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Study claims medical treatment can reverse type 2 diabetes

Intervention led to months of remission in 40% of trial participants

Adrian O'Dowd

Thursday, 16 March 2017

Type 2 diabetes might be reversible if patients receive intensive medical treatment using oral medications, insulin and lifestyle therapies, claims a study* published today in the Endocrine Society's Journal of Clinical Endocrinology & Metabolism.

In the UK, there are currently an estimated 4.5 million people with diabetes – including one million people with type 2 diabetes who are not yet diagnosed – seen as an ongoing, chronic condition.

Canadian researchers studied ways of putting type 2 diabetes into remission by randomly dividing 83 individuals with the condition into three study groups.

Two of the groups received an intensive metabolic intervention where they were provided with a personalised exercise plan and a suggested meal plan that reduced their daily calorie intake by 500 to 750 calories a day.

These study participants met regularly with a nurse and dietitian to track their progress and received oral medications and insulin at bedtime to manage their blood glucose levels.

One group underwent the intervention for eight weeks, while the other was treated intensively for 16 weeks.

After the intervention, individuals in both groups stopped taking diabetes medications and were encouraged to continue with lifestyle changes.

The two intervention groups were compared to a control group of individuals also with type 2 diabetes.

Participants in this group received standard blood sugar management advice from their usual healthcare provider for the duration of the trial and received standard lifestyle advice.

The researchers measured the study participants’ average blood glucose levels from the past two to three months using a HbA1C blood test at eight, 20, 28 and 52 weeks to gauge how well their blood sugar was controlled. They also carried out oral glucose tolerance tests.

Results showed that three months after the intervention was completed, 11 out of 27 individuals in the 16-week intervention group met HbA1C criteria for complete or partial diabetes remission, compared to four out of 28 individuals in the control group.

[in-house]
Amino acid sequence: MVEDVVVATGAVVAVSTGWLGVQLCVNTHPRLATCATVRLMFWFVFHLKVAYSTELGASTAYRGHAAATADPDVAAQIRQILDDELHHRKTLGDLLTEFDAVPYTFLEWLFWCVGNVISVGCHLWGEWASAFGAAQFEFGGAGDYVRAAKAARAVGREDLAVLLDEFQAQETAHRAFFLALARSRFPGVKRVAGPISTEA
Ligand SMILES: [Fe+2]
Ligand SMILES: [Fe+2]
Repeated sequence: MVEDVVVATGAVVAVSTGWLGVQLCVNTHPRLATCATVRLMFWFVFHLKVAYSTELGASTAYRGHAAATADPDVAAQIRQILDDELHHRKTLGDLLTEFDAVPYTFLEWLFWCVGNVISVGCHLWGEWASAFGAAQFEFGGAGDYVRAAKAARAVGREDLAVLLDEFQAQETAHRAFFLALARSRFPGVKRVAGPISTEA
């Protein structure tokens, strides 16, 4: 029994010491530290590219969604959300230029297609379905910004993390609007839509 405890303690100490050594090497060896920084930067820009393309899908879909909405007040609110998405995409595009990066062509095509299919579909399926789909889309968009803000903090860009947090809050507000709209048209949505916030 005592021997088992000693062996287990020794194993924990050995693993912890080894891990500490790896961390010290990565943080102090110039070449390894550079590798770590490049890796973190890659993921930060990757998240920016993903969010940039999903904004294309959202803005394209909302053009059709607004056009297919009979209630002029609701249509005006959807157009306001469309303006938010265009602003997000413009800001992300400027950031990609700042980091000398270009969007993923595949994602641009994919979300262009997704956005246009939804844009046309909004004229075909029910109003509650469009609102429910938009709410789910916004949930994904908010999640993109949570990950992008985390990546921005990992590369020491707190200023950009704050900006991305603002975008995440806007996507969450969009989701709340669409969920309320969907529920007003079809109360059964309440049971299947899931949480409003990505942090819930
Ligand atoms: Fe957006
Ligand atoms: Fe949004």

Three months after finishing the eight-week intervention, six out of 28 individuals in that group met the same criteria for complete or partial diabetes remission.

The study's first author, Dr Natalia McInnes, of McMaster University and Hamilton Health Sciences, in Ontario, Canada, said: “By using a combination of oral medications, insulin and lifestyle therapies to treat patients intensively for two to four months, we found that up to 40% of participants were able to stay in remission three months after stopping diabetes medications.

“The research might shift the paradigm of treating diabetes from simply controlling glucose to an approach where we induce remission and then monitor patients for any signs of relapse.”

The senior investigator on the trial, Dr Hertzel Gerstein, of McMaster University and Hamilton Health Sciences, added: “We chose to use metformin, acarbose and basal insulin glargine in this trial as these medications have all been shown to slow or prevent the development of type 2 diabetes.

“However, other drug combinations could lead to higher remission rates and need to be systematically studied with regard to this outcome.”

Emily Burns, research communications manager for Diabetes UK, said: “We know that diet, exercise and medications can help people with type 2 diabetes to manage their condition.

“We’re starting to see mounting evidence that putting type 2 diabetes into remission is feasible as well. This is really interesting research, but we need longer trials in larger numbers of people to see if their approach works for the long-term.”

* McInnes N, Smith A, Otto R, et al. Piloting a Remission Strategy in Type 2 Diabetes: Results of a Randomized Controlled Trial. J Clin Endocrinol Metab jc.2016-3373. DOI: 10.1210/jc.2016-3373

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